[UPDATED] WASHINGTON — The Supreme Court on Thursday morning upheld the use of disparate impact in a fair housing case out of Texas, dashing the hopes of industry insiders who believed a ruling against the controversial legal theory would put a kibosh on the Consumer Financial Protection Bureau (CFPB)’s actions in auto lending. But one trade group representing auto finance sources said the ruling wasn't a complete loss.
The case, Texas Department of Housing and Community Affairs v. The Inclusive Communities Project, alleged that the Texas Department of Housing and Community Affairs caused segregated housing by allocating too many low-income housing tax credits to black inner-city neighborhoods and too few to predominantly white neighborhoods. The suit, filed in 2008, claimed that the department’s policies had a disproportionately adverse effect on minorities. Under the disparate impact legal theory, those policies could be in violation of the Fair Housing Act even if their effects were unintentional.
In a 5-4 vote, the Supreme Court held that disparate impact claims “are cognizable under the Fair Housing Act,” according to the court opinion written by Justice Anthony Kennedy, along with Justices Ruth Bader Ginsburg, Stephen Breyer, Sonia Sotomayor and Elena Kagan.
“A disparate-impact claim relying on a statistical disparity must fail if the plaintiff cannot point to a defendant’s policy or policies causing that disparity,” Justice Kennedy wrote. “Courts should avoid interpreting disparate-impact liability to be so expansive as to inject racial considerations into every housing decision. These limitations are also necessary to protect defendants against abusive disparate-impact claims.”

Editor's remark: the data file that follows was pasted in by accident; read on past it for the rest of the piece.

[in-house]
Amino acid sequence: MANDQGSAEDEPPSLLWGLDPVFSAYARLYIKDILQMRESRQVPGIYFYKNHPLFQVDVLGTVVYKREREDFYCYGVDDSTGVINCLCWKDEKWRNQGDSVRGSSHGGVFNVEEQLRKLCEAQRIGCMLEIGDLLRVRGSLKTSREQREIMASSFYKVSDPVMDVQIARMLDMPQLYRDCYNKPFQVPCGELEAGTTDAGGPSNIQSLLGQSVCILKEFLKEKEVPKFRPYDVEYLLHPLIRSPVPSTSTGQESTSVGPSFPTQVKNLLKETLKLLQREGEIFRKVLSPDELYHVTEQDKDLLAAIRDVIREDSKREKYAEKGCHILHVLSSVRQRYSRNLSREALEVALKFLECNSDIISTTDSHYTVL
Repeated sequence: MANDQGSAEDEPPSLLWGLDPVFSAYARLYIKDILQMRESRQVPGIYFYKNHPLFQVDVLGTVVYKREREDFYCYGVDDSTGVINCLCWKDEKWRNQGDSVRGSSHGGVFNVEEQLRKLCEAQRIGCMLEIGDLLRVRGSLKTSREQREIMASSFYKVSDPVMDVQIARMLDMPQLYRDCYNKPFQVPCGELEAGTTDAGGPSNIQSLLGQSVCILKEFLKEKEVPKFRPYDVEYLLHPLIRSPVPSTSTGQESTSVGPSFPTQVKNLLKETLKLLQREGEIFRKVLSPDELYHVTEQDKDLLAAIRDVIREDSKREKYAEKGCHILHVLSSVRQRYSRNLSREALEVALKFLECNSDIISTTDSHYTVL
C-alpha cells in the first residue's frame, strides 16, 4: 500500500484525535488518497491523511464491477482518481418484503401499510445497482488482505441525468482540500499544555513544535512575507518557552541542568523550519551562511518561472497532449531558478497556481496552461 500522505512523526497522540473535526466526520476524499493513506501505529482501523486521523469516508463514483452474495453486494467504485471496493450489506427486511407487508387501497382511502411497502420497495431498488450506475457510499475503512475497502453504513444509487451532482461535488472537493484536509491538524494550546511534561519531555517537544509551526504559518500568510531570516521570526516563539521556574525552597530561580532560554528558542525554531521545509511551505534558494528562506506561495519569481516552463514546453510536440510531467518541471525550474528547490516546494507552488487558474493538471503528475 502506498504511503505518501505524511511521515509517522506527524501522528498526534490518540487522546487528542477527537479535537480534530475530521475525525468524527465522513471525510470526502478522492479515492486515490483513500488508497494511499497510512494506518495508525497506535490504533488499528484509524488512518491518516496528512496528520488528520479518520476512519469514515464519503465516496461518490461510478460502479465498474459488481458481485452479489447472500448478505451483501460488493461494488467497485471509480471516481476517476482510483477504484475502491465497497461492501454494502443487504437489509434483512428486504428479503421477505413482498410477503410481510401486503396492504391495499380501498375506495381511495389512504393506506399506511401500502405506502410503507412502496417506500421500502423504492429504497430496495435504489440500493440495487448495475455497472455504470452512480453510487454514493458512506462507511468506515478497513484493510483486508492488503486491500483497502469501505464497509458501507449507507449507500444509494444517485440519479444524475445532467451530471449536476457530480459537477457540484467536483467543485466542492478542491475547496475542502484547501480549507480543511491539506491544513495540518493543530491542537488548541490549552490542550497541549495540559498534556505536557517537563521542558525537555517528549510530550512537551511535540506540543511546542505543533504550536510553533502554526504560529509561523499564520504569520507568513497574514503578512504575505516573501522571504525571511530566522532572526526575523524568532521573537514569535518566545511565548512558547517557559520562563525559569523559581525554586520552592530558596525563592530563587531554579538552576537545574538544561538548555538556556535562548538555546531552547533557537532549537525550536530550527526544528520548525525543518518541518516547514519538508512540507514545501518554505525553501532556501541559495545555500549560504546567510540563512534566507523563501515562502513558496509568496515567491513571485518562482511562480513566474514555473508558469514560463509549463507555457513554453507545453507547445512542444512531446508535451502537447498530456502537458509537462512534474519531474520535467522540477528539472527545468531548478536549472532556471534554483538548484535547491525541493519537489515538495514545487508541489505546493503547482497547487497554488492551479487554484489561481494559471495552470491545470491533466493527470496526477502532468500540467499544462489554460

The auto finance industry has been closely following the Texas housing case in recent months in hopes that it might put the validity of disparate impact in question. The CFPB has been using the legal theory to allege that auto lenders like Ally Financial — which the bureau fined $98 million in 2013 — are engaging in patterns of discrimination. At issue are policies that allow dealers to mark up the interest rates on retail installment sales contracts as compensation for arranging a customer’s vehicle financing.
In a statement issued to F&I and Showroom, Chris Stinebert, president and CEO of the American Financial Services Association (AFSA), said that while the Supreme Court upheld the use of disparate impact in the Texas housing case, it did significantly narrow how the legal theory can be used. "While important for the housing market, the ruling does not extend to other areas of consumer lending such as vehicle finance," he said.
"Several important distinctions exist between the Fair Housing Act (FHA) and the Equal Credit Opportunity Act (ECOA), the statute under which the [CFPB] has authority to oversee auto lenders," Stinebert added. "Specifically, the ECOA does not contain 'effects' language contained in other anti-discrimination statutes. The Supreme Court determined that the language contained in the FHA is equivalent to language found in other civil statutes that recognize disparate impact."
The Supreme Court's decision comes the same week the CFPB announced that consumers allegedly harmed by Ally’s dealer markup policies between April 2011 and December 2013 will begin receiving reimbursement — more than two years after the finance source reached a settlement with the CFPB and the U.S. Department of Justice. Those consumers have been identified via the CFPB’s much-disputed Bayesian Improved Surname Geocoding (BISG) proxy methodology, which the bureau uses to determine disparate impact to legally protected groups.
“The Settlement Administrator will send packages to certain Ally auto finance customers with an auto contract dated between April 2011 and December 2013 who were identified by the CFPB and DOJ as likely to be African American, Hispanic, Asian or Pacific Islander according to the BISG methodology,” said Ally in a statement obtained by F&I and Showroom. “Many customers will first be asked to confirm that they are part of the affected groups since the CFPB’s BISG methodology often yields inaccurate results.”